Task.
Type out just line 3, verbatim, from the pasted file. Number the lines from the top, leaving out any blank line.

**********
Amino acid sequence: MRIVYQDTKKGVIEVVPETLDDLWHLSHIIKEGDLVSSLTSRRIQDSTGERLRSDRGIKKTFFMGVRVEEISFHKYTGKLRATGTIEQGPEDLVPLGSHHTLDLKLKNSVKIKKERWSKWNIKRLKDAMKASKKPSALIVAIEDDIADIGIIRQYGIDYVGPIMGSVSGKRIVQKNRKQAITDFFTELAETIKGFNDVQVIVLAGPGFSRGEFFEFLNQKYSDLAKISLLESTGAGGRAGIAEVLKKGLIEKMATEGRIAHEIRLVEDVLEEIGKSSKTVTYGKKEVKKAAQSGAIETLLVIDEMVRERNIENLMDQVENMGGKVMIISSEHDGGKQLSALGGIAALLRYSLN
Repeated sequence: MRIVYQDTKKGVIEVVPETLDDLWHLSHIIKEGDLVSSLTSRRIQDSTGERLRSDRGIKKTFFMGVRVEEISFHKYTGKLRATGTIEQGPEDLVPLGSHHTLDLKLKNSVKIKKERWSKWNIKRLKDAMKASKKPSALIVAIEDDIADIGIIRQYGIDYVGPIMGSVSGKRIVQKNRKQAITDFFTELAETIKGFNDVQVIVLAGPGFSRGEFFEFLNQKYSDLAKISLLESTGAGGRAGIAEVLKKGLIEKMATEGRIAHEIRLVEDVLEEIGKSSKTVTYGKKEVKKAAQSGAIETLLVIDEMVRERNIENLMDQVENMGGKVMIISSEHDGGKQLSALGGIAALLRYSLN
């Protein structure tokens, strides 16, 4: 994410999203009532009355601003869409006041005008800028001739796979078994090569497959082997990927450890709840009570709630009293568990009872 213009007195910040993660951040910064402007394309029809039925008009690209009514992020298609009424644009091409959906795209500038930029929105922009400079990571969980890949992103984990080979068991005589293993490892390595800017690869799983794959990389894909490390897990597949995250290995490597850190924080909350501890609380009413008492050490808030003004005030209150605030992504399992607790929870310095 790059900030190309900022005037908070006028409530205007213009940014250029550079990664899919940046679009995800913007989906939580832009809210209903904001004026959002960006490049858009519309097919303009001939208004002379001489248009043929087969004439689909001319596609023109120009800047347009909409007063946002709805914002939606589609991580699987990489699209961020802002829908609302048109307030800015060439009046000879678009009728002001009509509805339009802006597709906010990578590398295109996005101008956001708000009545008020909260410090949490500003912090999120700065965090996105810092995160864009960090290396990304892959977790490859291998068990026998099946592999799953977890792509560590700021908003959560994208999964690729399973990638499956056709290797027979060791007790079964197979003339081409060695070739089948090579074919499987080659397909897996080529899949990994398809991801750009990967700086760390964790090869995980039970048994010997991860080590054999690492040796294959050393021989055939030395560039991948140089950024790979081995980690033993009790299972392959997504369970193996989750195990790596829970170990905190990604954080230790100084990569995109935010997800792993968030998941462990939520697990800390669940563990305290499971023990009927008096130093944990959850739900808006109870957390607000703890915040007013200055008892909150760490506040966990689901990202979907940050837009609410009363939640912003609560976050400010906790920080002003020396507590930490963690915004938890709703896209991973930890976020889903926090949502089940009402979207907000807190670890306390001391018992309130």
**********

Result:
């Protein structure tokens, strides 16, 4: 994410999203009532009355601003869409006041005008800028001739796979078994090569497959082997990927450890709840009570709630009293568990009872 213009007195910040993660951040910064402007394309029809039925008009690209009514992020298609009424644009091409959906795209500038930029929105922009400079990571969980890949992103984990080979068991005589293993490892390595800017690869799983794959990389894909490390897990597949995250290995490597850190924080909350501890609380009413008492050490808030003004005030209150605030992504399992607790929870310095 790059900030190309900022005037908070006028409530205007213009940014250029550079990664899919940046679009995800913007989906939580832009809210209903904001004026959002960006490049858009519309097919303009001939208004002379001489248009043929087969004439689909001319596609023109120009800047347009909409007063946002709805914002939606589609991580699987990489699209961020802002829908609302048109307030800015060439009046000879678009009728002001009509509805339009802006597709906010990578590398295109996005101008956001708000009545008020909260410090949490500003912090999120700065965090996105810092995160864009960090290396990304892959977790490859291998068990026998099946592999799953977890792509560590700021908003959560994208999964690729399973990638499956056709290797027979060791007790079964197979003339081409060695070739089948090579074919499987080659397909897996080529899949990994398809991801750009990967700086760390964790090869995980039970048994010997991860080590054999690492040796294959050393021989055939030395560039991948140089950024790979081995980690033993009790299972392959997504369970193996989750195990790596829970170990905190990604954080230790100084990569995109935010997800792993968030998941462990939520697990800390669940563990305290499971023990009927008096130093944990959850739900808006109870957390607000703890915040007013200055008892909150760490506040966990689901990202979907940050837009609410009363939640912003609560976050400010906790920080002003020396507590930490963690915004938890709703896209991973930890976020889903926090949502089940009402979207907000807190670890306390001391018992309130």